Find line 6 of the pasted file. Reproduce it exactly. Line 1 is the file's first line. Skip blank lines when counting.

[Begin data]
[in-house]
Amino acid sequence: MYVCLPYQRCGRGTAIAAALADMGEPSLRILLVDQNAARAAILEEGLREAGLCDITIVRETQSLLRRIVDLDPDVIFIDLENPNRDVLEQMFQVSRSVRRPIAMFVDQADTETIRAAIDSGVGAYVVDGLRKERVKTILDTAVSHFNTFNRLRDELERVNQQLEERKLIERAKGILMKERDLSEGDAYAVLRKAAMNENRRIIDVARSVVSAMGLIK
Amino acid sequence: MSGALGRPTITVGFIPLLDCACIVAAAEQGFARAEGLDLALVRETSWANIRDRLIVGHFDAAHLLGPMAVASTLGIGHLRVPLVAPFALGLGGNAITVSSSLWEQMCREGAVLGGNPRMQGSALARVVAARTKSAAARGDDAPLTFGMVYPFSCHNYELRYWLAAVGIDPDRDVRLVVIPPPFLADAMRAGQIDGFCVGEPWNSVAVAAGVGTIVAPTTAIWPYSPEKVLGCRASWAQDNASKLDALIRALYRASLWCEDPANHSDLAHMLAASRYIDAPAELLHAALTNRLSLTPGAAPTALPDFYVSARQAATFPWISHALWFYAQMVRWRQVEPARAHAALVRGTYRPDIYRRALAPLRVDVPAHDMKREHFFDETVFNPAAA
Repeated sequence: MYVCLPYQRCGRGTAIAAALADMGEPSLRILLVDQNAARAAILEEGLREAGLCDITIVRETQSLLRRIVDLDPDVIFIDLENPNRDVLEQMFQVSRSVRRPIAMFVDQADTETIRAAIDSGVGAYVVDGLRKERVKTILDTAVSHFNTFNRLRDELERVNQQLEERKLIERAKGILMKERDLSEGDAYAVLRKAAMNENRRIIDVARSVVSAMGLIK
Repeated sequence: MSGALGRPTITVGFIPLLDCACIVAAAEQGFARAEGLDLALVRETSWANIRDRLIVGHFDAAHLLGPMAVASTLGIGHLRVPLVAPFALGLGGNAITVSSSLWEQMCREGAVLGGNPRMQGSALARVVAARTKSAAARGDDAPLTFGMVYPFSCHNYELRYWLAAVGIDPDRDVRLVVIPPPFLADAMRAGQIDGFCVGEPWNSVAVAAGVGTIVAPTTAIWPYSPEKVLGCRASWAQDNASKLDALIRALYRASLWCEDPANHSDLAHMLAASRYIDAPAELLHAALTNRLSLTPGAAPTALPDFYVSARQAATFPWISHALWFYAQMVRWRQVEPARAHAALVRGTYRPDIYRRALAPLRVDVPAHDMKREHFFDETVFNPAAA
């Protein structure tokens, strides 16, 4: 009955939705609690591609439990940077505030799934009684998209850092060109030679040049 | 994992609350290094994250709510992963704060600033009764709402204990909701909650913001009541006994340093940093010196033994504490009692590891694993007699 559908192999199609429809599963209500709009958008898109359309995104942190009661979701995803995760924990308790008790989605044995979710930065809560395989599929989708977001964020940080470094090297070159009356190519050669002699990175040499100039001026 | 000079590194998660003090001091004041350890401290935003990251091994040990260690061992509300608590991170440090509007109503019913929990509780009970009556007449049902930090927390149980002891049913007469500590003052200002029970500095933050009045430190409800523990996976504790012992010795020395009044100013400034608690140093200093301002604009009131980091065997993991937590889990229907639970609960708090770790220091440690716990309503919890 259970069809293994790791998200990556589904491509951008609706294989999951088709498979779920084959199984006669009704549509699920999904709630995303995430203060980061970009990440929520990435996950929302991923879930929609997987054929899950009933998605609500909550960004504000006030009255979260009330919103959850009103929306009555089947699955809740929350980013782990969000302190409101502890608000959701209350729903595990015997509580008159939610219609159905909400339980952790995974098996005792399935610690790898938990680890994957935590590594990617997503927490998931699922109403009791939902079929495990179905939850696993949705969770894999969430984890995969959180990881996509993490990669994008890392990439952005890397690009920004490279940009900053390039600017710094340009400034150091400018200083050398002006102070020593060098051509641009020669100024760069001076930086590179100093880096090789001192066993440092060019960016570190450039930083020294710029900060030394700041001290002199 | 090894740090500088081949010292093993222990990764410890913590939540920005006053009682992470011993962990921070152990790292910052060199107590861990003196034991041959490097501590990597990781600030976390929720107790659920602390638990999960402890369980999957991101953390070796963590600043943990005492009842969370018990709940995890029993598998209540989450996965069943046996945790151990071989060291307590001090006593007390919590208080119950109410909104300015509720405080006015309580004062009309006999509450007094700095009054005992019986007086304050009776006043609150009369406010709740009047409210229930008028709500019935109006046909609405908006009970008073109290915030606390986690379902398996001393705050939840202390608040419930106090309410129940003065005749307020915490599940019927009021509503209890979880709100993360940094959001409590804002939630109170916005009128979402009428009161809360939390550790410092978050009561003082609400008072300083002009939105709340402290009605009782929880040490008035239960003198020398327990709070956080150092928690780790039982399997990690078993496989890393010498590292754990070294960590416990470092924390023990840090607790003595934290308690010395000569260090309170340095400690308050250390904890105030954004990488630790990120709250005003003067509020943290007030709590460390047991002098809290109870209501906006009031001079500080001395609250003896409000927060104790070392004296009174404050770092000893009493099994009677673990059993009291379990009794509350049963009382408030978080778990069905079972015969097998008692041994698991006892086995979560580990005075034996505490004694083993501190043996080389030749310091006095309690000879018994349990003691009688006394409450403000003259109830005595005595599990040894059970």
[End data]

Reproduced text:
């Protein structure tokens, strides 16, 4: 009955939705609690591609439990940077505030799934009684998209850092060109030679040049 | 994992609350290094994250709510992963704060600033009764709402204990909701909650913001009541006994340093940093010196033994504490009692590891694993007699 559908192999199609429809599963209500709009958008898109359309995104942190009661979701995803995760924990308790008790989605044995979710930065809560395989599929989708977001964020940080470094090297070159009356190519050669002699990175040499100039001026 | 000079590194998660003090001091004041350890401290935003990251091994040990260690061992509300608590991170440090509007109503019913929990509780009970009556007449049902930090927390149980002891049913007469500590003052200002029970500095933050009045430190409800523990996976504790012992010795020395009044100013400034608690140093200093301002604009009131980091065997993991937590889990229907639970609960708090770790220091440690716990309503919890 259970069809293994790791998200990556589904491509951008609706294989999951088709498979779920084959199984006669009704549509699920999904709630995303995430203060980061970009990440929520990435996950929302991923879930929609997987054929899950009933998605609500909550960004504000006030009255979260009330919103959850009103929306009555089947699955809740929350980013782990969000302190409101502890608000959701209350729903595990015997509580008159939610219609159905909400339980952790995974098996005792399935610690790898938990680890994957935590590594990617997503927490998931699922109403009791939902079929495990179905939850696993949705969770894999969430984890995969959180990881996509993490990669994008890392990439952005890397690009920004490279940009900053390039600017710094340009400034150091400018200083050398002006102070020593060098051509641009020669100024760069001076930086590179100093880096090789001192066993440092060019960016570190450039930083020294710029900060030394700041001290002199 | 090894740090500088081949010292093993222990990764410890913590939540920005006053009682992470011993962990921070152990790292910052060199107590861990003196034991041959490097501590990597990781600030976390929720107790659920602390638990999960402890369980999957991101953390070796963590600043943990005492009842969370018990709940995890029993598998209540989450996965069943046996945790151990071989060291307590001090006593007390919590208080119950109410909104300015509720405080006015309580004062009309006999509450007094700095009054005992019986007086304050009776006043609150009369406010709740009047409210229930008028709500019935109006046909609405908006009970008073109290915030606390986690379902398996001393705050939840202390608040419930106090309410129940003065005749307020915490599940019927009021509503209890979880709100993360940094959001409590804002939630109170916005009128979402009428009161809360939390550790410092978050009561003082609400008072300083002009939105709340402290009605009782929880040490008035239960003198020398327990709070956080150092928690780790039982399997990690078993496989890393010498590292754990070294960590416990470092924390023990840090607790003595934290308690010395000569260090309170340095400690308050250390904890105030954004990488630790990120709250005003003067509020943290007030709590460390047991002098809290109870209501906006009031001079500080001395609250003896409000927060104790070392004296009174404050770092000893009493099994009677673990059993009291379990009794509350049963009382408030978080778990069905079972015969097998008692041994698991006892086995979560580990005075034996505490004694083993501190043996080389030749310091006095309690000879018994349990003691009688006394409450403000003259109830005595005595599990040894059970």